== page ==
Leapin' LIBOR - Banks Busted For Manipulating InterBank Interest Rates

rouletteBarclays was busted for manipulating the LIBOR. The London Interbank Offered Rate is the interest rate banks charge to lend to each other. This key interest rate sets most banking transactions, including retail. Manipulating the Libor is like being a casino with crooked roulette wheels and loaded dice.

Barclays has been fined £290m ($450m) for trying to manipulate a key bank interest rate which influences the cost of loans and mortgages.

Barclays' Chairman just stepped down:

Marcus Agius will step down from Barclays as soon as Monday, amid fallout from the bank's $453 million settlement of probe into Libor manipulation.

On Wednesday the U.K's Financial Services Authority announced to the world Barclays manipulated the Libor and was fined. Below is some of the FSA's press release:

The FSA has today announced that it has found serious failings in the sale of interest rate hedging products to some small and medium sized businesses (SMEs). We believe that this has resulted in a severe impact on a large number of these businesses. In order to provide as swift a solution to this problem as possible we have today confirmed that we have reached agreement with Barclays, HSBC, Lloyds and RBS to provide appropriate redress where mis-selling has occurred.

TBTF's Double Dip Dessert

doubledipWe all know Too Big To Fail Banks became even bigger from the financial crisis. We also know previous mergers and acquisitions along with financial deregulation allow banks to own, invest and advise, often on the same transactions or deals. We also know time and time again, this has led to strong conflicts of interest and disaster for shareholders, taxpayers and customers.

The latest is an acquisition deal of El-Paso, a natural gas pipeline operator, by Kinder Morgan, a competitor. Seems Goldman Sachs made off with a $25 million fee for advising El-Paso, all the while having a 19%, $4 billion dollar stake in Kinder Morgan, plus a couple of seats on the Kinder Morgan board to boot.

There is a clear conflict of interest on the El Paso-Kinder Morgan deal. The stink is so bad, Goldman Sachs even brought the wrath of Delaware Chancellor Leo Strine who called the deal tainted with disloyalty. Of course the acquisition of El Paso by Kinder Morgan goes through anyway, in spite of the court admonishment.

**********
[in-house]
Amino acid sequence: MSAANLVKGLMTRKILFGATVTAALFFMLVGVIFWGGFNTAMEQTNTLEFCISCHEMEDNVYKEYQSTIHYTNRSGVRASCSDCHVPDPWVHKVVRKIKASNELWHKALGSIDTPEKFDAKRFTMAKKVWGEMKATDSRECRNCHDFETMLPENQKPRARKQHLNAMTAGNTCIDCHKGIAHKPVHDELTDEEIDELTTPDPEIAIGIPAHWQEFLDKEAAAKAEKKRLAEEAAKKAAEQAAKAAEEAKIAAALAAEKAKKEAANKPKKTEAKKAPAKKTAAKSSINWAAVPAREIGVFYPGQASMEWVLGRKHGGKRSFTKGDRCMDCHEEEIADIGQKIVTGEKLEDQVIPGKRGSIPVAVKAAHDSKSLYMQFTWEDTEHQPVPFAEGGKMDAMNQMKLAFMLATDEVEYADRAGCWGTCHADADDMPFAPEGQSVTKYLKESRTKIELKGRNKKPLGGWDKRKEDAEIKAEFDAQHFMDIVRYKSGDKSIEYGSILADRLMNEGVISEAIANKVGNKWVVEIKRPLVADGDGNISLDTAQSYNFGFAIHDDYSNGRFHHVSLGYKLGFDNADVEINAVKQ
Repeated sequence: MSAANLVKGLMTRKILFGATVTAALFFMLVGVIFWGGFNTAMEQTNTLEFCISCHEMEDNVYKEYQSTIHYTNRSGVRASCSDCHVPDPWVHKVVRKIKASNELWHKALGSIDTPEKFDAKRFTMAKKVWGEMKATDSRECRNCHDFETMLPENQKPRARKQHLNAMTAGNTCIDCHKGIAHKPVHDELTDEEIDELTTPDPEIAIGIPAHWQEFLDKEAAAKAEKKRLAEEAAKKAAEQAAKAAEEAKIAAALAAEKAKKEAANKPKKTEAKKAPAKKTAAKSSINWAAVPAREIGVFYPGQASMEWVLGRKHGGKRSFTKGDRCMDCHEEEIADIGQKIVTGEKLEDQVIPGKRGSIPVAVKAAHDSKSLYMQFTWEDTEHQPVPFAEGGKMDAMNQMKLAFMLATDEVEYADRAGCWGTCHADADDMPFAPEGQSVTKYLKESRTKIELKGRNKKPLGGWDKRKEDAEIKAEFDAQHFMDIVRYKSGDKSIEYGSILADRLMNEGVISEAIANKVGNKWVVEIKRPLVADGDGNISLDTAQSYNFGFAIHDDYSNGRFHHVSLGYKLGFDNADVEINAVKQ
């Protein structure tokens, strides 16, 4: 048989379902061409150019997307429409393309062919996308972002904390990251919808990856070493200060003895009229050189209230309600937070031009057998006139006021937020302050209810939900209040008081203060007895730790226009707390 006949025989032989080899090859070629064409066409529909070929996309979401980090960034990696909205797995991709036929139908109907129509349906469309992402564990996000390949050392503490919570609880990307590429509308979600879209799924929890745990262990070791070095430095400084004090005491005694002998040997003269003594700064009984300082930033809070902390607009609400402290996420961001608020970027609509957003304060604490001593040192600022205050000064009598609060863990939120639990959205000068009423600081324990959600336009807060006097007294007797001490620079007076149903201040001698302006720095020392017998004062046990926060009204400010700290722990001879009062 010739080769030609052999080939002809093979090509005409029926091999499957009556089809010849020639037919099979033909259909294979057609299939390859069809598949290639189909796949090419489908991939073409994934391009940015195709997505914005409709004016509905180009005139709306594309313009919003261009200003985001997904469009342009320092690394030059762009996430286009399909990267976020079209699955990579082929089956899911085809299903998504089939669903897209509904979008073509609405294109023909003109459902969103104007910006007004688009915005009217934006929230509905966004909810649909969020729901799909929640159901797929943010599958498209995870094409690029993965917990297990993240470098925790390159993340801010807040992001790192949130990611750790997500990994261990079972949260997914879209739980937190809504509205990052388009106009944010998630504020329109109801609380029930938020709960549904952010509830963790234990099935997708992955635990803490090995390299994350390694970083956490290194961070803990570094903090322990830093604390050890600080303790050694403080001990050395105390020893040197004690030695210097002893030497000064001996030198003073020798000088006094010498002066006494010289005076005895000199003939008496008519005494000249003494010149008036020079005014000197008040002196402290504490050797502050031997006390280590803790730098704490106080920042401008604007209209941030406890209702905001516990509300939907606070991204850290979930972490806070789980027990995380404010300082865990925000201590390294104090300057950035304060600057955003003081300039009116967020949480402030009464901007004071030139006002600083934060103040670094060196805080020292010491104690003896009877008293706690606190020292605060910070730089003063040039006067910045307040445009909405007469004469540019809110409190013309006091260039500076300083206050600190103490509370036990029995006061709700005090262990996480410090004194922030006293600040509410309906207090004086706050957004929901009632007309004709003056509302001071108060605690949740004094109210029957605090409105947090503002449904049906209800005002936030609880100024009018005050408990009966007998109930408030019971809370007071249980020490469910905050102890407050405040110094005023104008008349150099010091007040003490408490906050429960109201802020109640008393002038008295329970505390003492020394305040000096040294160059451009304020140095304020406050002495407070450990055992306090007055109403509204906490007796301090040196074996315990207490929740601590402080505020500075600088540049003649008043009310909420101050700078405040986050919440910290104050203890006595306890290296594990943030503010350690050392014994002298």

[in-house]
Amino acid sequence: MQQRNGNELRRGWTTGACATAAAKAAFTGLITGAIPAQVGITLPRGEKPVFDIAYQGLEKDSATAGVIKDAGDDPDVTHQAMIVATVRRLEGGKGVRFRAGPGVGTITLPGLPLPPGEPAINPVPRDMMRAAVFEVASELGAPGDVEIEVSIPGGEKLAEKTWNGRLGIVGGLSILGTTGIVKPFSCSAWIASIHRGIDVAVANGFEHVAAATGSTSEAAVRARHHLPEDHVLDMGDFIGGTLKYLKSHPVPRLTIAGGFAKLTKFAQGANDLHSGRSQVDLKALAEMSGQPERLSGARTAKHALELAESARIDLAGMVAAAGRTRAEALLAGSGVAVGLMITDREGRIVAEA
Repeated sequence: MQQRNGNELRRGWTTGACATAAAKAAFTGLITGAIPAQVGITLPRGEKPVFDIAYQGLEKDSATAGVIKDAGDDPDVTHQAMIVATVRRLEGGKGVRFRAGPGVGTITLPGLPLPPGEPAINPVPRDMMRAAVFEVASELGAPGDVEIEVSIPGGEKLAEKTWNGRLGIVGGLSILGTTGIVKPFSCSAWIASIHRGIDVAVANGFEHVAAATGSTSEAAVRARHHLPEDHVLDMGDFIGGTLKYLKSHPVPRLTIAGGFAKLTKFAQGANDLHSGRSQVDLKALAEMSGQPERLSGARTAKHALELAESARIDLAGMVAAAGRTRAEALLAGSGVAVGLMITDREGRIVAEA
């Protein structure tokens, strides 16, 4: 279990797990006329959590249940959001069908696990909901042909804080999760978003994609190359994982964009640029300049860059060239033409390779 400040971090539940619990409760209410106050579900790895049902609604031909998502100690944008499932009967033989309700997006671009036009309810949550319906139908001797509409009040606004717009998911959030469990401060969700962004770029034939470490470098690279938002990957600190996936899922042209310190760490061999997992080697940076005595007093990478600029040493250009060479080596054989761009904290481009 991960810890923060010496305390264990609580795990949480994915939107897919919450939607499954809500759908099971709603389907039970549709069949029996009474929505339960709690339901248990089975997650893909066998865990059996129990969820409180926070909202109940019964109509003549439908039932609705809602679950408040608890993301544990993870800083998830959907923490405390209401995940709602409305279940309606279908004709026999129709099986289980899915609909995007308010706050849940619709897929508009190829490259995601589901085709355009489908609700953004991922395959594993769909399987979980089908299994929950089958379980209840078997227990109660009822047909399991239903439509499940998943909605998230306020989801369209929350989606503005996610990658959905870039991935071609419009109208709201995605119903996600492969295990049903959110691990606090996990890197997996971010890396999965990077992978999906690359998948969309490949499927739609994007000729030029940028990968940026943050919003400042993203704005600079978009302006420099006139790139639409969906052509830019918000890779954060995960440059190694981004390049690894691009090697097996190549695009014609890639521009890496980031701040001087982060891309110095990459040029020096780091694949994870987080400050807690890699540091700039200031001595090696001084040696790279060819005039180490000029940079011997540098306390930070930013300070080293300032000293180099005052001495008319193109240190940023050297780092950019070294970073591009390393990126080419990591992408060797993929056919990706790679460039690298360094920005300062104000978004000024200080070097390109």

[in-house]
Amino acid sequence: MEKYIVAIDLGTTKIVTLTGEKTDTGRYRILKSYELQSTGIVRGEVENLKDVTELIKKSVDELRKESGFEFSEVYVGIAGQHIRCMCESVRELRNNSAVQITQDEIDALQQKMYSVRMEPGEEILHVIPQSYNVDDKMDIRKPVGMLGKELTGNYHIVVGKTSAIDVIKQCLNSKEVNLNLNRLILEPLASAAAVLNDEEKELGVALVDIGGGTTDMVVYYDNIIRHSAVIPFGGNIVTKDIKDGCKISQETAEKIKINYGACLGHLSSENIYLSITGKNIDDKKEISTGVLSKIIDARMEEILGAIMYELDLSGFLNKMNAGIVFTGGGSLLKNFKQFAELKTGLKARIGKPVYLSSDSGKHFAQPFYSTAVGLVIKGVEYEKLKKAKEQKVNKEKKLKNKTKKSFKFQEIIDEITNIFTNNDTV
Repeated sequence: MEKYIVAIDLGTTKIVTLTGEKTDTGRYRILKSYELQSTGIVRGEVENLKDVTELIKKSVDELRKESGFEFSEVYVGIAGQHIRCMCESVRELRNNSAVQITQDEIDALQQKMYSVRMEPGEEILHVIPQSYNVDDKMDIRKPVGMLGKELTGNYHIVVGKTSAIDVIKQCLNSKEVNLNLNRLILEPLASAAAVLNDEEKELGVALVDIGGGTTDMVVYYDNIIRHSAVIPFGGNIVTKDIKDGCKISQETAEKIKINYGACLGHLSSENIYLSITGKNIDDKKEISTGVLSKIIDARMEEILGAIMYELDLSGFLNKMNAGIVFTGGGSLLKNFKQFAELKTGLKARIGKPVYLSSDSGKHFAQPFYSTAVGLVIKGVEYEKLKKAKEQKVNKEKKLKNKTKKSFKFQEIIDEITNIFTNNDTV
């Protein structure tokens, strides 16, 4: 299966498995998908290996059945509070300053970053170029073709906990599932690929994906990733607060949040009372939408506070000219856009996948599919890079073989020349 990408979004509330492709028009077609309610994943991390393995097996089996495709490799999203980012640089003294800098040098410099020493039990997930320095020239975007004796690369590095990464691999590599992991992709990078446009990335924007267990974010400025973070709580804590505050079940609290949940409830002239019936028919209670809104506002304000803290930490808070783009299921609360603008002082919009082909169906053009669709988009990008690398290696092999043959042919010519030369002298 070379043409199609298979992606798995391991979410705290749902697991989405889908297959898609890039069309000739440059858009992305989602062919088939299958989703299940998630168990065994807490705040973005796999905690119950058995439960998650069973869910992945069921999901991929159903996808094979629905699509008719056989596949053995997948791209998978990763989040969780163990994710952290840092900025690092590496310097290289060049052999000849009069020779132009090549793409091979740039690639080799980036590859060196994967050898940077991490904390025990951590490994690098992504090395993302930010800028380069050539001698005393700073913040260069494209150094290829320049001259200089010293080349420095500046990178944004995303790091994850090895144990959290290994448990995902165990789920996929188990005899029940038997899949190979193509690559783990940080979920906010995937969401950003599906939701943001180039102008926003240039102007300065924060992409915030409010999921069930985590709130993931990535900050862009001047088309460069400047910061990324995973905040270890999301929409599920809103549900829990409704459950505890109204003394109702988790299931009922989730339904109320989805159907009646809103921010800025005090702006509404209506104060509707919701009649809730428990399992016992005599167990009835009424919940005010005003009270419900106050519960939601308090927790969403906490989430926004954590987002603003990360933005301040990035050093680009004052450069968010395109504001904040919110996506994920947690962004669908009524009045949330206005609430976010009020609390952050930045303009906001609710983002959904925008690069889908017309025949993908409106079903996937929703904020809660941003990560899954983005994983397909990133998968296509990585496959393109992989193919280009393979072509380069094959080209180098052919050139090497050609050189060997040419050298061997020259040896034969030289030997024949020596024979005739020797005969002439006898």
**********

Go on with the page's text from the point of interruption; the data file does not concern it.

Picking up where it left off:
How to Fix Too Big Too Fail

tbtfminnfedlogo Meet Roberta Karmel, an unassuming law professor. Meet Professor Karmel's answer to finally break up the big banks.

Another financial crisis, a prolonged recession, or changing political ideologies could cause a re-examination of the status quo and lead to a decision to break up the big banks. If that should happen, policy makers could well take another look at the Public Utility Holding Company Act of 1935 as a model for accomplishing such a breakup over a limited time span of, say, seven years. The political mood is already shifting. The 1980s mantras -- government regulation as problematic, free-market competition as an unquestioned good, financial engineering as worthwhile innovation and finance as more important than commercial and industrial enterprise -- are now being reconsidered. This could lead to a more responsible balance between government, finance and industry. Dodd-Frank, despite its length and complexity, is only the beginning of real regulatory reform. It's a continuation of the complexity of already overly complex financial and regulatory systems. What we need is a simple regulatory scheme to create a simpler banking system.

FDR's solution to the Banking Crisis - a model for Obama

Despite a $700 Billion Wall Street Bailout, despite the Federal Reserve scooping over a $Trillion of questionable bank assets onto its balance sheets, despite an alphabet soup of new programs designed to aid the banking system, and despite -- or perhaps in part because of -- the almost-daily rule changes in the banking system I have dubbed Global Financial Calvinball; the economy and the financial emergency continues to worsen.
This is imho precisely because, as Jim Kunstler puts it: